Interview with author Dan Elish

THE SCHOOL FOR THE INSANELY GIFTED: Daphna, age 11, is a highly gifted composer who attends the Blatt School for the Insanely Gifted in New York. When Daphna’s mother disappears while flying an old biplane, Daphna can’t shake the feeling that there was more to her mother’s disappearance than a simple accident. A hidden map launches Daphna and her friends Harkin (inventor of a flying car) and Cynthia (veteran Broadway dancer at age 12) on a madcap adventure in search of answers. They’re headed for Africa — in the flying car — never dreaming they’ll uncover something fishy about their very own school back home.

I’m delighted that Dan Elish, author of THE SCHOOL FOR THE INSANELY GIFTED, has agreed to do an interview with the Booktalk Blog. He’ll tell us a little about writing this title and give us a peek at his forthcoming book, THE ROYAL ORDER OF FIGHTING DRAGONS, due out in August.

 


The School for the Insanely Gifted is home to superstar dancers, musicians, engineers… All the students have some outrageous talent. If you could be one of the characters in the book, who would you choose—and why?
DE: I would probably want to be Harkin Thunkenreiser (aka “the Thunk”) because he has cool long blonde hair. I also like his enthusiasm and his “Thunkmobile,” the car he engineered out of New York City taxi cabs and buses. It’s very cool to me that he’s made a car that can fly.

 

What sparked the idea for THE SCHOOL FOR THE INSANELY GIFTED?

DE: My wife and I (and two kids) live in New York. There’s a lot of parental anxiety about getting kids into the best schools, private and public. So when my daughter (who is now 15!) was in kindergarten I had the idea: wouldn’t it be fun if there was a school for insanely gifted children, a place that accepted only the most creative, wildly talented kids. So I got thinking about the crazy, unrealistic ways that children could be talented and came up with three main characters: Daphna Whispers, a musical compositional genius, Harken Thunkenreiser, a wacky mechanical genius, and Cynthia Trustwell, a brilliant actress who has been in seven Broadway shows by age twelve. Then I got the idea that the school itself should be founded by an internet magnate, Ignatious Peabody Blatt who is a bit like Steve Jobs meets Willy Wonka. Once those basic characters were in place, the rest came together with lots of thought and rewriting.

 

What were some of the challenges you had to overcome in writing this book?

DE: Well, every time I start a book I think it’s going to take me a much shorter time to finish than it actually does. So I’d say that the problem with THE SCHOOL FOR THE INSANELY GIFTED was the same problem I always have: I always seem to forget how much rewriting I’m going to have to do to make it as good as it can be. In the case of INSANELY I thought I had it finished after two drafts. But then a new editor was assigned the book who wrote me a four page letter, single-spaced, full of suggestions and things she wanted improved. After stewing on it for a while I realized that she was right and did another massive rewrite. Books take a long time to gestate.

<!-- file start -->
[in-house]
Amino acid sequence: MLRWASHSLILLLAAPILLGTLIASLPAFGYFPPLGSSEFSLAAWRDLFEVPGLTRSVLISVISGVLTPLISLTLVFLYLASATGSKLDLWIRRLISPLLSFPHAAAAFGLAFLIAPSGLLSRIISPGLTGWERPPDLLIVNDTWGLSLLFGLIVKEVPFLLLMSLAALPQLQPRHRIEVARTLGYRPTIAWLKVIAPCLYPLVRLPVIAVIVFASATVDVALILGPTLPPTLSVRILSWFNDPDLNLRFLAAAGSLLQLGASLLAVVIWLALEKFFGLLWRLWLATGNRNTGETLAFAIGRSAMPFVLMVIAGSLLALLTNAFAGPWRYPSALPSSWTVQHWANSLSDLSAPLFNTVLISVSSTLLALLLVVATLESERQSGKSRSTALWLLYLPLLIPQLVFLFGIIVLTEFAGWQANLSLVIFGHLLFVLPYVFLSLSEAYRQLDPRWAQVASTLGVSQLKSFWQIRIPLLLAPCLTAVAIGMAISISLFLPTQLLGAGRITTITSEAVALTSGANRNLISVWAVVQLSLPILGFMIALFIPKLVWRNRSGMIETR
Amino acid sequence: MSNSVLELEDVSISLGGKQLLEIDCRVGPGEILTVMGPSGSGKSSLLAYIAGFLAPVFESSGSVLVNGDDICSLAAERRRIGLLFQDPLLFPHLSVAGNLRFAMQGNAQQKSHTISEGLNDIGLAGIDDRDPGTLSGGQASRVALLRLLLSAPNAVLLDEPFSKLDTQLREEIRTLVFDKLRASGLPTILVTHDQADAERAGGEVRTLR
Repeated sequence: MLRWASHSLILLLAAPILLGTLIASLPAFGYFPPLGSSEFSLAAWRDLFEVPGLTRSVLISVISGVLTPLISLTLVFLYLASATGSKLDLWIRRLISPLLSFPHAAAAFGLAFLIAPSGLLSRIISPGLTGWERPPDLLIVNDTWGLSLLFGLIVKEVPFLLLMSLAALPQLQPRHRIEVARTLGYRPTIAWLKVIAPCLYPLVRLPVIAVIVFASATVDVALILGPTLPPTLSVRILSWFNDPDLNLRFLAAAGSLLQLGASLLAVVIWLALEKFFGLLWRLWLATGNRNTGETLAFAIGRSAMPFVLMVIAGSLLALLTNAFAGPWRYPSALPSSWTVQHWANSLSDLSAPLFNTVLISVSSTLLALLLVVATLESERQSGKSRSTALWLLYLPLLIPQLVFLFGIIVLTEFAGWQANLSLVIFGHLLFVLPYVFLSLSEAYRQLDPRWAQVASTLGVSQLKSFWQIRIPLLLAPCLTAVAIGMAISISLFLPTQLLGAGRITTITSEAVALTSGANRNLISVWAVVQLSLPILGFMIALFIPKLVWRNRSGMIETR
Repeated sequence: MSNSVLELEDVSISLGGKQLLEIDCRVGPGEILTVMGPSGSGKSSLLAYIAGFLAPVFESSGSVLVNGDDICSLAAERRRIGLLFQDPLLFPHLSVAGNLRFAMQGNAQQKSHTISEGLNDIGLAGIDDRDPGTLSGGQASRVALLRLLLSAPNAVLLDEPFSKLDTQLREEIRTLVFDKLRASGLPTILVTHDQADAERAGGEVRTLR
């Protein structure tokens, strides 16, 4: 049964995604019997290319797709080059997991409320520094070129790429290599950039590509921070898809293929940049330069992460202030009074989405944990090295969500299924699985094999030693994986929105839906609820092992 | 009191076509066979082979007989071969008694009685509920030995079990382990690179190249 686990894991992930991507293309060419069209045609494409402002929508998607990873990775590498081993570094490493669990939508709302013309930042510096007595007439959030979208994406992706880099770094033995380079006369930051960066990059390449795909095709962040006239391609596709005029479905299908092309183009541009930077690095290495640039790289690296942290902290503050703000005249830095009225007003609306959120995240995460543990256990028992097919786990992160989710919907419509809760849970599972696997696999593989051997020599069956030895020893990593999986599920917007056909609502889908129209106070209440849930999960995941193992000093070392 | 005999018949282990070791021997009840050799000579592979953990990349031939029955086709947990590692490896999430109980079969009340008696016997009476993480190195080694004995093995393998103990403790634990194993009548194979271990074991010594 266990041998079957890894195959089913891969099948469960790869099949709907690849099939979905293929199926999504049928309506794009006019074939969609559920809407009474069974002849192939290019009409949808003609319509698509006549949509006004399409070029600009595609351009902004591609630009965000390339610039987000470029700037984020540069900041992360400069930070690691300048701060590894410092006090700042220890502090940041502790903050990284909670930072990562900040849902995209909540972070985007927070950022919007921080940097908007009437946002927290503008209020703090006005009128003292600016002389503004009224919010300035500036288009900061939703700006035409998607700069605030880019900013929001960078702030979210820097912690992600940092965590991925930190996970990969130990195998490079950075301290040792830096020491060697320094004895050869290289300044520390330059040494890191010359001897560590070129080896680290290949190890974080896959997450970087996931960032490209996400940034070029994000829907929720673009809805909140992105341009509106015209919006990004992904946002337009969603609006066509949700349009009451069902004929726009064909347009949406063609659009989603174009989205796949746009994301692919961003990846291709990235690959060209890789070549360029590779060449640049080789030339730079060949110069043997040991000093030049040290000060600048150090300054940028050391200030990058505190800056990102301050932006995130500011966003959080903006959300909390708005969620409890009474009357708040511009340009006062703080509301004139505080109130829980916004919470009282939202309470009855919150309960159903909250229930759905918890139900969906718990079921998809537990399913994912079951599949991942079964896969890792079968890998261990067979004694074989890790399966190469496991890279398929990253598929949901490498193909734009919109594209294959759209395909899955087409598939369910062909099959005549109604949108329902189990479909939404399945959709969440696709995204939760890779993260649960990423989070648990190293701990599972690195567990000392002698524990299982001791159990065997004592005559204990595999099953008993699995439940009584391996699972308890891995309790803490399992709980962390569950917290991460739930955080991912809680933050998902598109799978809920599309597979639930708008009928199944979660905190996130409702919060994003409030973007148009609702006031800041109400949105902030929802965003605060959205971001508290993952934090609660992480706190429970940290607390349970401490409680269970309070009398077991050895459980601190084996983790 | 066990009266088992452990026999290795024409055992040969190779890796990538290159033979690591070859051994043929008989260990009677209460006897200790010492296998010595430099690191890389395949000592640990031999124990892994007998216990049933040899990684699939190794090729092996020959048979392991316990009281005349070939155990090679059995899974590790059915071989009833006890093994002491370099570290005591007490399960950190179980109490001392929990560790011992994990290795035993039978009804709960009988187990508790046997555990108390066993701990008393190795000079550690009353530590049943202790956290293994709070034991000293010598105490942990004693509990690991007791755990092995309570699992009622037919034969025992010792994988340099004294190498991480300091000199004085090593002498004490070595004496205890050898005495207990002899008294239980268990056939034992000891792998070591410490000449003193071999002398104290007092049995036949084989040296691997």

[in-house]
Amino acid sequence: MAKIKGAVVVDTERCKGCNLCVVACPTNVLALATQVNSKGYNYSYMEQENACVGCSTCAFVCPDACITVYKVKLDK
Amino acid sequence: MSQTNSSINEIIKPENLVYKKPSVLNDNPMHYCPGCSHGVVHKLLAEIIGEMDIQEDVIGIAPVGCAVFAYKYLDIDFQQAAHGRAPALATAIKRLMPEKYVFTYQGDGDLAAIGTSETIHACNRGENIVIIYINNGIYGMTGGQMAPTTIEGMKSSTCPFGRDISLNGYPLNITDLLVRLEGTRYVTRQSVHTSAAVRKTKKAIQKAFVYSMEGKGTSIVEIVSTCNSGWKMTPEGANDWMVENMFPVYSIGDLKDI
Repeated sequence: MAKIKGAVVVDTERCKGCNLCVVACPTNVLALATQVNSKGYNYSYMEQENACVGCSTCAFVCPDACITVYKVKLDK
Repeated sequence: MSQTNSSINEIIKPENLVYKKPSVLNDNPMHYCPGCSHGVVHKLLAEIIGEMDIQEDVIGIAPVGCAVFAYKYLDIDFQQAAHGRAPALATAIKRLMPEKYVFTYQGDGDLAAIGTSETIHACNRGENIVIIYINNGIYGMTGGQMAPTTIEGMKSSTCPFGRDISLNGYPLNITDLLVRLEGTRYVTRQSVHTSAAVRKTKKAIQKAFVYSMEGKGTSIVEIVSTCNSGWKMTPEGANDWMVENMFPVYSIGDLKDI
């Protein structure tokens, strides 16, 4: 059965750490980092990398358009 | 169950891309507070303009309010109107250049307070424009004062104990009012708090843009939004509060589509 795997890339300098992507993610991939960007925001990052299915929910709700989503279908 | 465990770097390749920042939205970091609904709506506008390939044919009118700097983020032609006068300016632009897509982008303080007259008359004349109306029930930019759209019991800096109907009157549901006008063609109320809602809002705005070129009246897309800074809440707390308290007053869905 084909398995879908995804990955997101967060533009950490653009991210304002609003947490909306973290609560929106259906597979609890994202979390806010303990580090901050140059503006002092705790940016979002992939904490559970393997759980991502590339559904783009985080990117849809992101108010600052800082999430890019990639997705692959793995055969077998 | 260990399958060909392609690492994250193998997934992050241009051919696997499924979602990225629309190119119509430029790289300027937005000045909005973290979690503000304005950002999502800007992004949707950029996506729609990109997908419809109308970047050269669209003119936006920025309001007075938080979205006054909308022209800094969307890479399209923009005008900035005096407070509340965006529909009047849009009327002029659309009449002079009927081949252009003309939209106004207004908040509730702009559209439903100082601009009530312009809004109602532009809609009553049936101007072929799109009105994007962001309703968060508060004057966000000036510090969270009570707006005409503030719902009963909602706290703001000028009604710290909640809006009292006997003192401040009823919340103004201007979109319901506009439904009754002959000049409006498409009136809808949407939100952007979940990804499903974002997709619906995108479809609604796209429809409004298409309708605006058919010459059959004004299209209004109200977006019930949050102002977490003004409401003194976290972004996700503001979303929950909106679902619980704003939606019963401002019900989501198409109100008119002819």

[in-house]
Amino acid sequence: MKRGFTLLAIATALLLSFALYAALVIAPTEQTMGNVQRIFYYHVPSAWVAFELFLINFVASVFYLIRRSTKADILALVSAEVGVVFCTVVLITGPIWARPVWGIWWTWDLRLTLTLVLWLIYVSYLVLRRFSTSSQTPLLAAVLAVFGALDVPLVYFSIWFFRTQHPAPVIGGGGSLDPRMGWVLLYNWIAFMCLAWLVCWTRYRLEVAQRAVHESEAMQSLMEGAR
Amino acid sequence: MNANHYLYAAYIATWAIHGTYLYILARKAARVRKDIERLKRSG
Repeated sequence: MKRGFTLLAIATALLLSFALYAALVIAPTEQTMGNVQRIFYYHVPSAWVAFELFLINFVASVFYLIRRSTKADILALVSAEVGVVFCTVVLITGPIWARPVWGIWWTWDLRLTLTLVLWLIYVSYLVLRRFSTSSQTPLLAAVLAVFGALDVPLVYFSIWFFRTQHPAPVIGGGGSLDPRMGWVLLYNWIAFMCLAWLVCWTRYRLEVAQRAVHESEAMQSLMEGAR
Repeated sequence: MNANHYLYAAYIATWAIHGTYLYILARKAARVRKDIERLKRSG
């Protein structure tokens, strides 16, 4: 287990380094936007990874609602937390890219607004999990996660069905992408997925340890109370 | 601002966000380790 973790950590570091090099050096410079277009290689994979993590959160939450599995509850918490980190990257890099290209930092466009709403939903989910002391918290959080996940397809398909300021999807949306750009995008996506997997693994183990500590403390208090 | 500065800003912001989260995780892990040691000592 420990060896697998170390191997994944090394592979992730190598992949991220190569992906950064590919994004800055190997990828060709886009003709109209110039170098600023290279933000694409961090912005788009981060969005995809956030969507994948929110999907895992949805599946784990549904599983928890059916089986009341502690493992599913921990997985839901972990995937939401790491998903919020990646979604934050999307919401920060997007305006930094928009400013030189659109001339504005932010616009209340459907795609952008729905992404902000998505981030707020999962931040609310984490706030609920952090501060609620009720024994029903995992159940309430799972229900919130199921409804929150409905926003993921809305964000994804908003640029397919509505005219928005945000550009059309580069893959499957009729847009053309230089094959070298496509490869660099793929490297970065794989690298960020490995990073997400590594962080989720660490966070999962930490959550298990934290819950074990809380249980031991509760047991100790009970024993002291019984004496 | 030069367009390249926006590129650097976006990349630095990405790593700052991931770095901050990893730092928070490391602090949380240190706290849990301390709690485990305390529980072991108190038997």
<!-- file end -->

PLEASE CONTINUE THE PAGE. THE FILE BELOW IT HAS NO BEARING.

THE SCHOOL FOR THE INSANELY GIFTED highlights the amazing wow-factor of new technology. (How fun to have a flying car that folds up and parks in a 3-foot space!) But it also shows how technology can be misused. How do you feel about the role of technology in kids’ lives currently? Has that changed since you were writing the book?

DE: Like most adults, I have mixed feelings about technology with kids. The internet allows my children to download books and get information off google – these are good things. But we all know that phones and “devices” can dominate a kids’ life. It’s hard to monitor. I don’t know if the problem has gotten worse since I wrote the book. I do know that my own children (both insanely gifted in their own ways) have gotten older which means that they now have their own phones. There’s a lot of trust needed to make sure they don’t abuse them.

 

You have written for a wide variety of audiences – kids, teens, adults. You’ve written fiction and nonfiction, and for TV and stage. What do you like best about writing in different genres? What is your favorite part about writing for kids? 

DE: It’s fun to keep it varied. Writing musicals is a true love of mine and something I always want to do. I also like writing for grown-ups because it’s fun to play with adult situations and adult humor. But at heart, I’m a kids’ novelist. Kids get whimsy and fantasy better than adults and that’s what I feel I do best – take outlandish situations and make them seem believable.

 

You have a new book coming out this summer. Will you share a little about it?

DE: Yes! I’m excited about it. The book is called THE ROYAL ORDER OF FIGHTING DRAGONS, a comic adventure story about a boy named Ike Hollingsberry who discovers that he (and his friends) are the leaders of the Royal Order of Fighting Dragons, a society that dates back to the days of King Arthur. Their assignment? Save New York City from a mad real-estate developer named Theodore Opal. I had a blast writing this one – as usual it took a LONG time – but I’m very pleased with the result. It’s a romp starring six quirky kids that has lots of humor and heart. If you want to see a promotional video I produced, please click here! And the book’s website is here: http://theroyalorderoffightingdragons.com

Find out more about Dan Elish and his books: http://www.danelish.com.